SANTA FE, N.M. (KRQE) – The City of Santa Fe is trying new ways to conserve water. “In the last 25 years, the city of Santa Fe has reduced our per capita average water use per day by almost, we’ve cut it almost in half,” said Jesse Roach, director of City of Santa Fe Water.
“Even though we’ve reduced demand by almost half, it’s about 34% here, our population has actually increased by about 25%,” said Bill Schneider, water resources manager for City of Santa Fe Water.
Water officials say the city is a leader in conservation, with many programs already in place to efficiently use the scarce resource; however, critically low storage levels in Lake Mead and Lake Powell are causing water authorities along the Colorado River Basin to come up with new ways to conserve water. Santa Fe is signing on, along with other communities to expand efforts to bring down demand and recycle water supplies locally—and they have a few ideas on how to do this: “One that we can see clearly is this idea of reducing outdoor watering. And demand in the outdoor arena. And so, one of the first places to focus on is on turf,” Schneider says.
Officials say there are around 80 parks throughout the city. The Memorandum of Understanding (MOU) water authorities are signing onto a call for a program to reduce the quantity of ‘non-functional turf grass’ by 30%. Schnieder explains ‘non-functional’ in this case means grass that is not drought resistant and is only ornamental. Instead, they want to focus on more native, drought-resistant plant species for these areas.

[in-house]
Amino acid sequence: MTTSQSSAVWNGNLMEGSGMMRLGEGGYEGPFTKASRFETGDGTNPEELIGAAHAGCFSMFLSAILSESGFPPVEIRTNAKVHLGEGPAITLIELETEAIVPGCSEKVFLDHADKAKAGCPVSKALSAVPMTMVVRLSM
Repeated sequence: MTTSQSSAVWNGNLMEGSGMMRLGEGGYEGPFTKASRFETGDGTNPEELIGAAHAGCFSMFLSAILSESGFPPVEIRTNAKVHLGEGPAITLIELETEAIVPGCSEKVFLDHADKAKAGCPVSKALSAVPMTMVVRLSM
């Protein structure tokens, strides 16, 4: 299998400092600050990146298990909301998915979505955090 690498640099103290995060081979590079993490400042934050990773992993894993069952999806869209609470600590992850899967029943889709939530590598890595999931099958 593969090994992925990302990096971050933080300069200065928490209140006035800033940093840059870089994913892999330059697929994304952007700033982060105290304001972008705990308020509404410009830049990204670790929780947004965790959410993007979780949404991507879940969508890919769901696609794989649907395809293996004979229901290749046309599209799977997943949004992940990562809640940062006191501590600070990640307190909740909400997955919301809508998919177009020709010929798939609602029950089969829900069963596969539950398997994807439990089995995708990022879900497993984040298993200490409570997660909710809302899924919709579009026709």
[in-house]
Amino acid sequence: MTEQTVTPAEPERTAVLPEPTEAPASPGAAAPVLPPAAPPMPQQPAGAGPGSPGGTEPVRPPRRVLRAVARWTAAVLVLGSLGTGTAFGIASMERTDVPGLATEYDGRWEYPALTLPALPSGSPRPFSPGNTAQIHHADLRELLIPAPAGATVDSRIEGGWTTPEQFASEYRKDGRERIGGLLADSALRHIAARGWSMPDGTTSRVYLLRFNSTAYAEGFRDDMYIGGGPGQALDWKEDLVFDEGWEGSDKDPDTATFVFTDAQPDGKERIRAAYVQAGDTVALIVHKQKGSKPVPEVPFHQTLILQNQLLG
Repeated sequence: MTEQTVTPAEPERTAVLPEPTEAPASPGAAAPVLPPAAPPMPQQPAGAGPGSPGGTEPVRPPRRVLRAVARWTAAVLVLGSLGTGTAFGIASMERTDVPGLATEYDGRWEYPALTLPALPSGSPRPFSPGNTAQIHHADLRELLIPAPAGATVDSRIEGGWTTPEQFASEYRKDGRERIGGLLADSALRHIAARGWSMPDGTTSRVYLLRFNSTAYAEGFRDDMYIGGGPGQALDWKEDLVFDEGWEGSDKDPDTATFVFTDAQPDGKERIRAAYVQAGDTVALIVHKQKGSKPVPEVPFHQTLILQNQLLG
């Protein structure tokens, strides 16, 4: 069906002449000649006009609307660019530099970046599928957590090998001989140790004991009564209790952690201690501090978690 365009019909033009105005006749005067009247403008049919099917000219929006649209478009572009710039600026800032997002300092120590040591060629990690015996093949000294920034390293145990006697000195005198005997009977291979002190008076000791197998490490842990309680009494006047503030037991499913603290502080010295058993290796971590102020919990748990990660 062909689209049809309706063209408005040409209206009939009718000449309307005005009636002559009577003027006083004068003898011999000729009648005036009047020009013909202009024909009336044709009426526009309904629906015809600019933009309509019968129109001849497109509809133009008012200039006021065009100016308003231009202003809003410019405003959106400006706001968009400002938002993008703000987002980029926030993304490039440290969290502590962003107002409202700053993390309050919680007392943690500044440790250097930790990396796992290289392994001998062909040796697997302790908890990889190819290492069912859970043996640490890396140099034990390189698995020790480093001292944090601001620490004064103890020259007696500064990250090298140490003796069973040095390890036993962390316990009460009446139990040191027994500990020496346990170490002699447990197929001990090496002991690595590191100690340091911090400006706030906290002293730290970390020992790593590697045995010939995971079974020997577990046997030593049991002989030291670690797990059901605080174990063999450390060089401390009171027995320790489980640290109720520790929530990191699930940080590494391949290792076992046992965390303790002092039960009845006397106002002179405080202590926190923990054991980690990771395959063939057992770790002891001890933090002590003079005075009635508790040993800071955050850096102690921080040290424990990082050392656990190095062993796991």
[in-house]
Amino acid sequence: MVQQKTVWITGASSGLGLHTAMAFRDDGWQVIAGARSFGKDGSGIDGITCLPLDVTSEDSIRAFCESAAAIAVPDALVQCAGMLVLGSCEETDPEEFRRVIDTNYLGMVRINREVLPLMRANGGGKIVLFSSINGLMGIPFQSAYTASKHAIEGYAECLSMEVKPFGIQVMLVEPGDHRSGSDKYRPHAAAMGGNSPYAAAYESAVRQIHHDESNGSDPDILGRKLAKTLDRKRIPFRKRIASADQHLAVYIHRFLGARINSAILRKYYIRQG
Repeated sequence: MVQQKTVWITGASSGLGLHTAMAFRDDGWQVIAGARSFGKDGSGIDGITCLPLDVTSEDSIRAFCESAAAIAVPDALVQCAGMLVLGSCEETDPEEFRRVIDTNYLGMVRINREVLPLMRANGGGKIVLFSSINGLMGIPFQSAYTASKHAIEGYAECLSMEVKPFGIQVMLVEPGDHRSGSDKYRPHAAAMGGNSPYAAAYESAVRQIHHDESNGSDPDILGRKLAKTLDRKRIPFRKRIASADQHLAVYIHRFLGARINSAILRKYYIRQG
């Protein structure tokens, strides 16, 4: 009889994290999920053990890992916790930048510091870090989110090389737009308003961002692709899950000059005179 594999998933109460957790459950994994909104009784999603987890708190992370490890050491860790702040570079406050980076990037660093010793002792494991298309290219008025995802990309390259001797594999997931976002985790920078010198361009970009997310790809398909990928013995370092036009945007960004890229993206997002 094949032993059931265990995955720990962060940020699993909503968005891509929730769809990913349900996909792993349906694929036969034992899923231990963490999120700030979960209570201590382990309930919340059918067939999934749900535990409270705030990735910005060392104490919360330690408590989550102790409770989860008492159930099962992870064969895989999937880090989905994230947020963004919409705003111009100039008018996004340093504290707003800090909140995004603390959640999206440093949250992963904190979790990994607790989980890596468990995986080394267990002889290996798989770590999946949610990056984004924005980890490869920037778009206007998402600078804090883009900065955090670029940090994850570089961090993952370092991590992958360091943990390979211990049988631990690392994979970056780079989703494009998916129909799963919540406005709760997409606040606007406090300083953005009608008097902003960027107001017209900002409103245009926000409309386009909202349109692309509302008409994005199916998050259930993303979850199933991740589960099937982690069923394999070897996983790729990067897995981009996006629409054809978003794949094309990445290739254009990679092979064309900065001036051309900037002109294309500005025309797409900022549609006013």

“We think we can quickly identify some of the larger water users that may be great candidates for redesign; modifications to the irrigation systems; putting irrigation on high-resolution timers; these are things are going to unfold here over the next three to five years,” Schneider says.
Roach says the use of turf is quite low in Santa Fe compared to other cities, but they think this is a logical next step to reduce water usage. “We’re working on sort of demand projections right now for our next round of long-range planning, and we’re throwing out there sort of as a target to get down to 80 gallons per capita per day, and we’re at about 90 now, so a little bit more than a ten percent reduction from where we are now we’d like to get in the next two decades,” said Roach.
Schneider says turf replacement is already underway in some parks around the city. The city is also working on a project called the San Juan Chama Return which is designed to recycle dirty water that came from the Colorado River. That project is still in the permitting and design phase.